A single female soldier talked about coming home when you have no family: “Those cargo doors open, and all the wives and kids rush in and everyone’s hugging and you’re standing there, completely alone. You go from great pride to great loneliness in like two seconds.”

A Staff Sergeant said “I was one of the first to get wounded, way back in the invasion, and everyone wanted to shake my hand, everyone wanted to know about my wounds, how I got hit. Now, that doesn’t happen. Now all they want to know is, ‘did I kill someone.’”

A Commander told me, “I can lead men in battle, I can do all these things in theater, then I get home and the running joke is: ‘Daddy can’t find the forks’” He laughed, “I’m so disoriented at home, I just can’t remember where anything is.”

A female soldier, who’s married to another soldier talked about dual duty: “You both get deployed, and what do you do with your kids? Now after so many deployments, our families’ they’re burnt out, they can’t take our kids anymore. Then what do you do?”

Nine performances completed. It’s Sunday and we’re heading to Grafenwoer, then Vilseck and we’ll wrap up in Italy. Stay tuned.



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Troops from the 442nd RCT slog through the Vosges Mountains during operations on the Western Front, during WW2. (Kabuo Miyamoto volunteers for this unit in Snow Falling on Cedars.)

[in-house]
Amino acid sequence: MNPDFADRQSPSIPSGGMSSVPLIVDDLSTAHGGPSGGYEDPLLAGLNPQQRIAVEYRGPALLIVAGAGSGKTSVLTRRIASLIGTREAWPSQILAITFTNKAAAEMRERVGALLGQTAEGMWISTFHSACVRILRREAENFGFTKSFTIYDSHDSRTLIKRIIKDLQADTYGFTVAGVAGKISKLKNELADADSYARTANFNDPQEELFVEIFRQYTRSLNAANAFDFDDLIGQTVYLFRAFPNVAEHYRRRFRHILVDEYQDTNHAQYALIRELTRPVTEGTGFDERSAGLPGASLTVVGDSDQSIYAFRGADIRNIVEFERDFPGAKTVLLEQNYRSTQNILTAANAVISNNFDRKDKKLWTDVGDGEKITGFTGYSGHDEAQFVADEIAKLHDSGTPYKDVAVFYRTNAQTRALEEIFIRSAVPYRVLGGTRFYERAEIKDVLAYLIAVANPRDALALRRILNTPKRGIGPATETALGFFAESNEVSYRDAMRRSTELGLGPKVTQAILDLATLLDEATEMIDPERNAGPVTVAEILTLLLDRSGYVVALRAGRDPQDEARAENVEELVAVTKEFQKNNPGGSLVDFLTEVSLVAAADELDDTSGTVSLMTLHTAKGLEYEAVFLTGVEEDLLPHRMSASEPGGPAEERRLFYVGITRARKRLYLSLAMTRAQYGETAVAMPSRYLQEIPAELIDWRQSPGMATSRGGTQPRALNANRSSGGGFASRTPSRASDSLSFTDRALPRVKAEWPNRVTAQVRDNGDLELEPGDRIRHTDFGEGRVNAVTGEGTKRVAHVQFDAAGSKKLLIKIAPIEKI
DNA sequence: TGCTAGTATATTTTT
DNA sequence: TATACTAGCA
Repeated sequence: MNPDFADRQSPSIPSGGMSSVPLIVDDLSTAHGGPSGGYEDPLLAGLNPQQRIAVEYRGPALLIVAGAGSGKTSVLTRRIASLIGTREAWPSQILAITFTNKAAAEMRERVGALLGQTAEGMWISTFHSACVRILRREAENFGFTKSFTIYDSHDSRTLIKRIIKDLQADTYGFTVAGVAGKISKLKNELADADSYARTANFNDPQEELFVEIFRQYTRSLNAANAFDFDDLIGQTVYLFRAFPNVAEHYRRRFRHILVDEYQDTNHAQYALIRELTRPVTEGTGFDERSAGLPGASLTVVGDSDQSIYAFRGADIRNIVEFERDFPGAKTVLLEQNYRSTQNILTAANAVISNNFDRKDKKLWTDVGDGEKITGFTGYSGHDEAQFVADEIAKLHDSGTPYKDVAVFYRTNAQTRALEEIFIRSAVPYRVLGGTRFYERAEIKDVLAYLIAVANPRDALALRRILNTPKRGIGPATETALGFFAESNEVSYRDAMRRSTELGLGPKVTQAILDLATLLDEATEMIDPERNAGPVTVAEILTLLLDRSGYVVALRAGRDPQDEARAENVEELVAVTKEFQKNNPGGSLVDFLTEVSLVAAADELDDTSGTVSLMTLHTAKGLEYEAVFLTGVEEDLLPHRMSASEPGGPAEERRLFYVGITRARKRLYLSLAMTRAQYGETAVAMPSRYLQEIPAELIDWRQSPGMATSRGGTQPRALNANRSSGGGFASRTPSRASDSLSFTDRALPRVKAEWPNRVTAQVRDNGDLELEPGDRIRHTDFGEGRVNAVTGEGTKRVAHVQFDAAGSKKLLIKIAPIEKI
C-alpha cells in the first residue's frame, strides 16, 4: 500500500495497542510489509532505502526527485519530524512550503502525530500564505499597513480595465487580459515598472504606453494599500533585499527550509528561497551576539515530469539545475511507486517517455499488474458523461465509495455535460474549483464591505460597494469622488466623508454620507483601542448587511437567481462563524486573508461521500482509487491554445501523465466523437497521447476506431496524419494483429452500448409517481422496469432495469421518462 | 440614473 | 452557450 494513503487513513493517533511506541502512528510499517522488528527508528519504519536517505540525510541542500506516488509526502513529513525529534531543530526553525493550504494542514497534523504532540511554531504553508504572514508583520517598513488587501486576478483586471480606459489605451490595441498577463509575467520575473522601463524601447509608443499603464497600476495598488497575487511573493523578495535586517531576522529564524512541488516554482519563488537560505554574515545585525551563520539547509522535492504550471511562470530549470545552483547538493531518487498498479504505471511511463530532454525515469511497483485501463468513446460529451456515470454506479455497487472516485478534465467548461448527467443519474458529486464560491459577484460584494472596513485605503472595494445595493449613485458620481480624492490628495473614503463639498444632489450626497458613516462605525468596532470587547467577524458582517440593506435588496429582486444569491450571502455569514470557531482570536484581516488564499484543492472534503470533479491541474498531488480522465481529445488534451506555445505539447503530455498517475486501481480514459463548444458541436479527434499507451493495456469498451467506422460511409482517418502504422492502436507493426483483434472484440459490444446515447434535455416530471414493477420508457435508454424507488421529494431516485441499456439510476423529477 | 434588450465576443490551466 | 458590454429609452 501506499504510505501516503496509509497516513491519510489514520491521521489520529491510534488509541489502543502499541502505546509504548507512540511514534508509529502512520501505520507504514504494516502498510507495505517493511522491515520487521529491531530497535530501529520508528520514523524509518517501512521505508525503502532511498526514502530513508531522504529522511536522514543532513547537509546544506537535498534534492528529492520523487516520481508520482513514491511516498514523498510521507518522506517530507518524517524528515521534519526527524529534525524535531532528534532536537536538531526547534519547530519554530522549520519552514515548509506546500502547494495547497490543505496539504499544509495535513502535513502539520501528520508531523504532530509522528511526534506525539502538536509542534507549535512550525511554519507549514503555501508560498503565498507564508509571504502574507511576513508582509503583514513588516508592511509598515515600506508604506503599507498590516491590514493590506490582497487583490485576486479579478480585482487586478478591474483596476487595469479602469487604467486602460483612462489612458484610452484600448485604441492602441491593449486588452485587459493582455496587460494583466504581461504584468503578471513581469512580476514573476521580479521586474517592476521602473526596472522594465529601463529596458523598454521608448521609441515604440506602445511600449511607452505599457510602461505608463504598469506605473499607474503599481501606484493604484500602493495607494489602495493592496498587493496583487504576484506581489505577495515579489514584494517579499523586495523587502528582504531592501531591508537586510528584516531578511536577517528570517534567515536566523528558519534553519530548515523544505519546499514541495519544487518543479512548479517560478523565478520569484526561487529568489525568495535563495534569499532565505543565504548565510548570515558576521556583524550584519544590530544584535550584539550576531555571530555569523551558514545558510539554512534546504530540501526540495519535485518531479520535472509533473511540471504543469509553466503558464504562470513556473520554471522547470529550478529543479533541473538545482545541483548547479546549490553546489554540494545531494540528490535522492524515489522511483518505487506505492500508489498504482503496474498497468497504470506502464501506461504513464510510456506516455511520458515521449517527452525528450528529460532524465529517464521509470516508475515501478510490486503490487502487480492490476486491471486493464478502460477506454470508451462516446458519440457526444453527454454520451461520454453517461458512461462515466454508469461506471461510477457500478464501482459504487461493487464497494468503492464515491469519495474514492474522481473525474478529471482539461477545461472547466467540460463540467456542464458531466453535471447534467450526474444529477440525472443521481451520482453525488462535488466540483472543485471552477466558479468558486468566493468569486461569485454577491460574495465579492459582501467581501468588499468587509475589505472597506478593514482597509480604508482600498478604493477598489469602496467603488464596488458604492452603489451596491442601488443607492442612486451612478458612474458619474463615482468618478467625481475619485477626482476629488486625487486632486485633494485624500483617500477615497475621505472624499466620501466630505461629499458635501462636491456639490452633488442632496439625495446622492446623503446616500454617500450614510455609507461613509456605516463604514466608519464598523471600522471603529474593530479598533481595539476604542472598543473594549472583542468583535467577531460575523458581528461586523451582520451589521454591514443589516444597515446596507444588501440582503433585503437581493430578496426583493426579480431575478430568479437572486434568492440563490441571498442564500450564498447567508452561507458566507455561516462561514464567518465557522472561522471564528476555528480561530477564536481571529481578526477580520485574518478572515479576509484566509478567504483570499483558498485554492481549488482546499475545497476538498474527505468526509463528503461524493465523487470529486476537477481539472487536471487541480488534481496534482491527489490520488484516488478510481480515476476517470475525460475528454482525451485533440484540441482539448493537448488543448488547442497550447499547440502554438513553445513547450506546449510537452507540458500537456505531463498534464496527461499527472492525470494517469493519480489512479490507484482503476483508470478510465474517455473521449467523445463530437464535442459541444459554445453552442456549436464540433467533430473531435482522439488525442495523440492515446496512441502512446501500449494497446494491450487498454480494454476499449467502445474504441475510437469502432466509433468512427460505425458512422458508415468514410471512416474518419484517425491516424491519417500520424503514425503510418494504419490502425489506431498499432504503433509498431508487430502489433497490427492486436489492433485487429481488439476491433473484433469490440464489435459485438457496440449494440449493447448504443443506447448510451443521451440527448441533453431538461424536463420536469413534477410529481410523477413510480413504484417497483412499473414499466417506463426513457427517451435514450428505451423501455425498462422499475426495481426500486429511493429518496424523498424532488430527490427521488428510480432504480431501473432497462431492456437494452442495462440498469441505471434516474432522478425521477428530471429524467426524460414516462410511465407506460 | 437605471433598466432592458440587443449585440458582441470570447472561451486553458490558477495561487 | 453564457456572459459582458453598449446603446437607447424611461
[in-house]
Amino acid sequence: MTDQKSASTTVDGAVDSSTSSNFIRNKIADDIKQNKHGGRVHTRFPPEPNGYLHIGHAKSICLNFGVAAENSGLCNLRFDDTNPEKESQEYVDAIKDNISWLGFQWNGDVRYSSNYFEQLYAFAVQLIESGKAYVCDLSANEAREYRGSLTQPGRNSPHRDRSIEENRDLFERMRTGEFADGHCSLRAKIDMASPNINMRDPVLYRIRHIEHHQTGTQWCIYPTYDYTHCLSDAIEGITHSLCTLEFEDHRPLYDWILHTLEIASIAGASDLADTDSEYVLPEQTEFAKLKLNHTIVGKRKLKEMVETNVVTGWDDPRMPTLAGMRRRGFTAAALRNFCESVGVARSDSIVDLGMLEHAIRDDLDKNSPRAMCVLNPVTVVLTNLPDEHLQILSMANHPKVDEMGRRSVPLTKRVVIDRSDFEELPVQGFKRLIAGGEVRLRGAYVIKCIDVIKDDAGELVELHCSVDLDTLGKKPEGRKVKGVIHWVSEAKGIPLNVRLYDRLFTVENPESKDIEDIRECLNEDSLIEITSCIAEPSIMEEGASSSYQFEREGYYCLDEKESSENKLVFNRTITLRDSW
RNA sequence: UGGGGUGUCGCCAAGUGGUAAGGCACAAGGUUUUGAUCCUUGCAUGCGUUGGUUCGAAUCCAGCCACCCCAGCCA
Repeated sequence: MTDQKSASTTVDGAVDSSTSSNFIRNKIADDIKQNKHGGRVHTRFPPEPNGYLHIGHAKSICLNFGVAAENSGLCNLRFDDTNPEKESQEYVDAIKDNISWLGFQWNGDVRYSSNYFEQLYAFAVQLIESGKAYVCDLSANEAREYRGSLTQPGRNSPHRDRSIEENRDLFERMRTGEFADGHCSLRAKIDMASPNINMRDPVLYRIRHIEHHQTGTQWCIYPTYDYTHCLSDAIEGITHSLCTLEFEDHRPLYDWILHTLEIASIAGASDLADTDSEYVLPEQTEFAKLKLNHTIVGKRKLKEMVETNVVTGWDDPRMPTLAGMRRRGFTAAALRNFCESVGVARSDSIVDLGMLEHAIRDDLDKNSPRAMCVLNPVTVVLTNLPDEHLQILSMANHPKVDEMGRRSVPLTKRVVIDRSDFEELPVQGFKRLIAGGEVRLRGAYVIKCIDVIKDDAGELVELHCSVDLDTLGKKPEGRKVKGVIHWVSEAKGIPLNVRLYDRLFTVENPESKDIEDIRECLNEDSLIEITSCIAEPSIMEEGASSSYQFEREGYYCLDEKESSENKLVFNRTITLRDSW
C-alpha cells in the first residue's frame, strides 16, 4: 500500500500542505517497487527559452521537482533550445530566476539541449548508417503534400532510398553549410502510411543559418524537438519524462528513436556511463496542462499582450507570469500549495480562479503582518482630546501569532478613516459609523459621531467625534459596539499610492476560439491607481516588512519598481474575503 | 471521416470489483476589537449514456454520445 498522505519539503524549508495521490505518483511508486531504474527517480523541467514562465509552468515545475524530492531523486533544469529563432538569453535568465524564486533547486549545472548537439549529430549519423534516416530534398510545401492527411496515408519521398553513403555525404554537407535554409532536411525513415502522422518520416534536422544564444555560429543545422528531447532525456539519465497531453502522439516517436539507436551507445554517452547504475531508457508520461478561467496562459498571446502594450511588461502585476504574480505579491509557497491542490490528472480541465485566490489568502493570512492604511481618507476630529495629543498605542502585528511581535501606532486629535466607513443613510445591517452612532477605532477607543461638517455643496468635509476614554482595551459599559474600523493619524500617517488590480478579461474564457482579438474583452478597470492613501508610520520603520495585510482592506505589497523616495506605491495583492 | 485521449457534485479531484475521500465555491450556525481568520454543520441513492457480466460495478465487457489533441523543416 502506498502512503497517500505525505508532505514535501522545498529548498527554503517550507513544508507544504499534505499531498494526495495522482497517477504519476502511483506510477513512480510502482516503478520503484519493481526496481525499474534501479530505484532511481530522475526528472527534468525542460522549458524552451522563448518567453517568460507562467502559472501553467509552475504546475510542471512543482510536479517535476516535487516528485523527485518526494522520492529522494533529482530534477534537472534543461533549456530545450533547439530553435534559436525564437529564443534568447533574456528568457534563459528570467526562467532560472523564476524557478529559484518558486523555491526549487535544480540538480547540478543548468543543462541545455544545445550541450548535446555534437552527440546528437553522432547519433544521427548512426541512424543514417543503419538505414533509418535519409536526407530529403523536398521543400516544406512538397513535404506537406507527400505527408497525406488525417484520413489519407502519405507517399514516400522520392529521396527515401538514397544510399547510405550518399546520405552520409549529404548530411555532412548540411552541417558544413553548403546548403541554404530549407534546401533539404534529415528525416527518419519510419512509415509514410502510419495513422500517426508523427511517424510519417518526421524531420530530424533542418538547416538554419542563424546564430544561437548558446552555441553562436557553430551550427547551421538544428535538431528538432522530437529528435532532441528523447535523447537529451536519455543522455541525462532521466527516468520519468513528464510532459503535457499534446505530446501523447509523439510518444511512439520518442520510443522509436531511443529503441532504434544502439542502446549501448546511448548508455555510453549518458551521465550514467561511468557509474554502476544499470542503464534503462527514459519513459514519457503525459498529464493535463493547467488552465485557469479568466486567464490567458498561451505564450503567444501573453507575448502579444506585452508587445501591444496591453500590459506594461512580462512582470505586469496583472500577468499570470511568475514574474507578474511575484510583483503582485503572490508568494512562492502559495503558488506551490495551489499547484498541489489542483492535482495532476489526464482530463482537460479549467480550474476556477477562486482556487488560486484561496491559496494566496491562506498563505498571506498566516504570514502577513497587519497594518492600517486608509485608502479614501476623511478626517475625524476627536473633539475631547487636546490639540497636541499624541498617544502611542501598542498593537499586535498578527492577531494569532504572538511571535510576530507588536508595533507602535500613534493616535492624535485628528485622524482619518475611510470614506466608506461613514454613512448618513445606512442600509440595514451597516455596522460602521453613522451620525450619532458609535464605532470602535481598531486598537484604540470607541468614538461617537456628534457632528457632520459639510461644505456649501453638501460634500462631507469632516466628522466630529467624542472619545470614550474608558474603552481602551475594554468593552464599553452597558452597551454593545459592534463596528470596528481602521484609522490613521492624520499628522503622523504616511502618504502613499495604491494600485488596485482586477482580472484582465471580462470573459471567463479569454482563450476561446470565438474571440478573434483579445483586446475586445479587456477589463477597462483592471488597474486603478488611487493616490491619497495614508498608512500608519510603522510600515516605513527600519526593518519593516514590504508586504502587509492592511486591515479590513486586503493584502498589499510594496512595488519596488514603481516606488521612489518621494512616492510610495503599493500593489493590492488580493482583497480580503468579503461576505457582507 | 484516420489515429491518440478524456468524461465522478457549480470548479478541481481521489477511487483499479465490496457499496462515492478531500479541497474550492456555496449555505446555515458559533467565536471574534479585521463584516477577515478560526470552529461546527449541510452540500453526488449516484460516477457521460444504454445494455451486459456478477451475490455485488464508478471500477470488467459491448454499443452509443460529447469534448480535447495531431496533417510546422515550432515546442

Troops from the 442nd RCT slog through the Vosges Mountains during operations on the Western Front, during WW2. (Kabuo Miyamoto volunteers for this unit in Snow Falling on Cedars.)



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Front line infantrymen of the “Lost Battalion,” 141st Infantry Regiment,  relax around a camp fire after being rescued by Japanese American soldiers from the 442nd RCT in France.  October 31, 1944.   
from the European Center of Military History

Front line infantrymen of the “Lost Battalion,” 141st Infantry Regiment, relax around a camp fire after being rescued by Japanese American soldiers from the 442nd RCT in France. October 31, 1944.   

from the European Center of Military History



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1944. Members of the famed 442nd Japanese American military unit spend Christmas in an Italian bunker. 
Photo Credit: Bellevue Historical Society.

1944. Members of the famed 442nd Japanese American military unit spend Christmas in an Italian bunker.

Photo Credit: Bellevue Historical Society.



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marinecorpspoolee:

 Marine reservists from Lima Company, 3rd Battalion, 25th Marines react after being released from formation during a homecoming celebration at the unit’s reserve center October 7, 2005 in Columbus, Ohio. Lima 3/25 was returning from a seven-month deployment in Iraq where one in three of the company’s 140 men were killed or injured.

marinecorpspoolee:

 Marine reservists from Lima Company, 3rd Battalion, 25th Marines react after being released from formation during a homecoming celebration at the unit’s reserve center October 7, 2005 in Columbus, Ohio. Lima 3/25 was returning from a seven-month deployment in Iraq where one in three of the company’s 140 men were killed or injured.

(via usmc75-deactivated20120207)


Tags | Reentry | USMC | Veterans | Marines